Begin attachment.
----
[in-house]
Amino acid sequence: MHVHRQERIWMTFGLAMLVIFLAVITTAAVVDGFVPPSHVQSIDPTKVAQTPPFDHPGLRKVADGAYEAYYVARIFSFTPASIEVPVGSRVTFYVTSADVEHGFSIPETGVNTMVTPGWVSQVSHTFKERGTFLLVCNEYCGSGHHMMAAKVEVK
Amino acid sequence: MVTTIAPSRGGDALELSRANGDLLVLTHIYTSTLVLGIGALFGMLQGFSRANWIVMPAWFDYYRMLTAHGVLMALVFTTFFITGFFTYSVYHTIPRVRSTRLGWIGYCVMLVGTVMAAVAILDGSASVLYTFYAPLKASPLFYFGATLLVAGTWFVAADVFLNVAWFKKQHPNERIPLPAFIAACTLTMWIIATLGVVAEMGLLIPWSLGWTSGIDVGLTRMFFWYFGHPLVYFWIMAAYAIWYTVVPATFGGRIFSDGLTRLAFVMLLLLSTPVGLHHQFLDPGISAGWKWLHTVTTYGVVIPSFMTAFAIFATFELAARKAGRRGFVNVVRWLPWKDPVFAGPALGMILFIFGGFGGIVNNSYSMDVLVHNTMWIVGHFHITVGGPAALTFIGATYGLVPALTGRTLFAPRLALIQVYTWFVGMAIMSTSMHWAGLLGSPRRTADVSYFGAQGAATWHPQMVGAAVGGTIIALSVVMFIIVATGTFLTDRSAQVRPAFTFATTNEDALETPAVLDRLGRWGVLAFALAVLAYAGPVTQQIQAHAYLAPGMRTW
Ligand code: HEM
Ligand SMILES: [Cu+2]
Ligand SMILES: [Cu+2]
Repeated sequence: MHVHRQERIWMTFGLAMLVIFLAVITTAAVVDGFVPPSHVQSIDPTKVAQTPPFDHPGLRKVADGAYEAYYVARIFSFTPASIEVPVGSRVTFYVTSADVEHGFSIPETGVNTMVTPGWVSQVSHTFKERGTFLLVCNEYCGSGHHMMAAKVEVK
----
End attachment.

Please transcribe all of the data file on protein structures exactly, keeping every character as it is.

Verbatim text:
[in-house]
Amino acid sequence: MHVHRQERIWMTFGLAMLVIFLAVITTAAVVDGFVPPSHVQSIDPTKVAQTPPFDHPGLRKVADGAYEAYYVARIFSFTPASIEVPVGSRVTFYVTSADVEHGFSIPETGVNTMVTPGWVSQVSHTFKERGTFLLVCNEYCGSGHHMMAAKVEVK
Amino acid sequence: MVTTIAPSRGGDALELSRANGDLLVLTHIYTSTLVLGIGALFGMLQGFSRANWIVMPAWFDYYRMLTAHGVLMALVFTTFFITGFFTYSVYHTIPRVRSTRLGWIGYCVMLVGTVMAAVAILDGSASVLYTFYAPLKASPLFYFGATLLVAGTWFVAADVFLNVAWFKKQHPNERIPLPAFIAACTLTMWIIATLGVVAEMGLLIPWSLGWTSGIDVGLTRMFFWYFGHPLVYFWIMAAYAIWYTVVPATFGGRIFSDGLTRLAFVMLLLLSTPVGLHHQFLDPGISAGWKWLHTVTTYGVVIPSFMTAFAIFATFELAARKAGRRGFVNVVRWLPWKDPVFAGPALGMILFIFGGFGGIVNNSYSMDVLVHNTMWIVGHFHITVGGPAALTFIGATYGLVPALTGRTLFAPRLALIQVYTWFVGMAIMSTSMHWAGLLGSPRRTADVSYFGAQGAATWHPQMVGAAVGGTIIALSVVMFIIVATGTFLTDRSAQVRPAFTFATTNEDALETPAVLDRLGRWGVLAFALAVLAYAGPVTQQIQAHAYLAPGMRTW
Ligand code: HEM
Ligand SMILES: [Cu+2]
Ligand SMILES: [Cu+2]
Repeated sequence: MHVHRQERIWMTFGLAMLVIFLAVITTAAVVDGFVPPSHVQSIDPTKVAQTPPFDHPGLRKVADGAYEAYYVARIFSFTPASIEVPVGSRVTFYVTSADVEHGFSIPETGVNTMVTPGWVSQVSHTFKERGTFLLVCNEYCGSGHHMMAAKVEVK